Toloache stands for a flowering plant used in Mexican love potions. Here, at this lovely two-story Mexican bistro, it feels as if some of those concoctions have been sprinkled throughout the air. The dim-lit room sets the mood for a cozy dining experience, all while Mariachi music plays in the background. I was seated on the upper tier, which allowed me to enjoy the warm details of the mustard colored walls, decorated with Mexican tiles, art and rustic tin lanterns hanging from the high ceilings.
Chef Julian Medina brings us traditional yet gourmet dishes from his Mexican roots in this restaurant, which has been open for two years. Out of their three homemade guacamole options, I naturally had to try the unfamiliar Frutas ($12), which is exactly that. The guac with pomegranate, peach, mango, apple, and Thai basil was unexpectedly delish. My friend and I could not stop dipping the homemade tortilla chips into the chipotle infused salsa and then back in the fruit guacamole.
There are many options to choose from on the menu, but I’ll give you my faves. While the ceviches are just OK, the Quesadilla de Huitlacoche y Trufas ($14) with manchego cheese, corn, and black truffle fresh out of their wood-burning oven is fantastic. The star of this dish is the truffles and huitlacoche, which is a type of corn fungus and basically Mexico’s version of truffles. The tacos run the gamet from spicy lobster to Oaxacan-style dried grasshoppers (about $11). The lobster tacos were just spicy enough to still allow the natural tastes to come through. And as for the grasshoppers, maybe next time. The last tasty meal I had was the Carnitas de Lechon ($26), which is roasted suckling pig. It was very tender and there was enough to be shared by 2 people. Of course, with all that heat and flavor, I washed it all down with a Sandia Partida, a tequila-based cocktail with watermelon juice.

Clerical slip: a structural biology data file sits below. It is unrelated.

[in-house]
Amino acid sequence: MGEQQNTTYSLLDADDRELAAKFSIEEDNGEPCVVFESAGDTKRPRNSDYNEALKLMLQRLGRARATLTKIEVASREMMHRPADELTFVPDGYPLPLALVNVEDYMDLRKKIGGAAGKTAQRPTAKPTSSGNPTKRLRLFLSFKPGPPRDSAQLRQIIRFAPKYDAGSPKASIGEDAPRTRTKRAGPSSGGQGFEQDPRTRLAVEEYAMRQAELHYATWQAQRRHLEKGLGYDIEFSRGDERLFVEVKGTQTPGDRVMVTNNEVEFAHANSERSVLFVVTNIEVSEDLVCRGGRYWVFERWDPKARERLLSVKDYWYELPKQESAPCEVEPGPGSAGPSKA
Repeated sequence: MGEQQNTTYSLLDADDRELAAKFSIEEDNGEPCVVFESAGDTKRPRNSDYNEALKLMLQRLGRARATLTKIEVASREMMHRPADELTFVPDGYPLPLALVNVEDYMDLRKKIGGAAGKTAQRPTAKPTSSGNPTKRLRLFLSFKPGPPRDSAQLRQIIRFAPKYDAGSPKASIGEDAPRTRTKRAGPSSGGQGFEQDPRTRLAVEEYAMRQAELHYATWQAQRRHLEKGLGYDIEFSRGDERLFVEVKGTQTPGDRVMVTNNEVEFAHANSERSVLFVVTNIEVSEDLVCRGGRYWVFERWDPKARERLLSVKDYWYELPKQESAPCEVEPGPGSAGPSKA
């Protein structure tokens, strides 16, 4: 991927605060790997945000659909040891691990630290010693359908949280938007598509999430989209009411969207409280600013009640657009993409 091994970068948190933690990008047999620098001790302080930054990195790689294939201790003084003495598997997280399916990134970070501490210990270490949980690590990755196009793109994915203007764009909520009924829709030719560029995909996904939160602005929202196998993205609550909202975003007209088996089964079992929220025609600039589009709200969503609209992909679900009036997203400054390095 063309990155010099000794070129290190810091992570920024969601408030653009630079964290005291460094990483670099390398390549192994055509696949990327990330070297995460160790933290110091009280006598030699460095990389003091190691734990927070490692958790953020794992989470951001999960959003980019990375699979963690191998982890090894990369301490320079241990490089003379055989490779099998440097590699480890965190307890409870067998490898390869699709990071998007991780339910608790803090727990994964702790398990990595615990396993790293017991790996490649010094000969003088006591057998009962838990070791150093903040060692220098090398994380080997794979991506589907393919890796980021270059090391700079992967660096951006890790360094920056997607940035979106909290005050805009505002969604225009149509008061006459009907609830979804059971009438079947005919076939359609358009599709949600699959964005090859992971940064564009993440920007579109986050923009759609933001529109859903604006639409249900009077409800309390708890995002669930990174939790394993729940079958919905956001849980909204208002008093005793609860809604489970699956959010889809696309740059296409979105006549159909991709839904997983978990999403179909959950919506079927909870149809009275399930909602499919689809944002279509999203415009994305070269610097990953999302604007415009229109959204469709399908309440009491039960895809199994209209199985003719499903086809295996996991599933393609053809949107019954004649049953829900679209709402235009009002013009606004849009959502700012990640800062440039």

Everything about this place gives you a warm feeling, from the temperature to the food and the service. It was love (and lust) at first sight.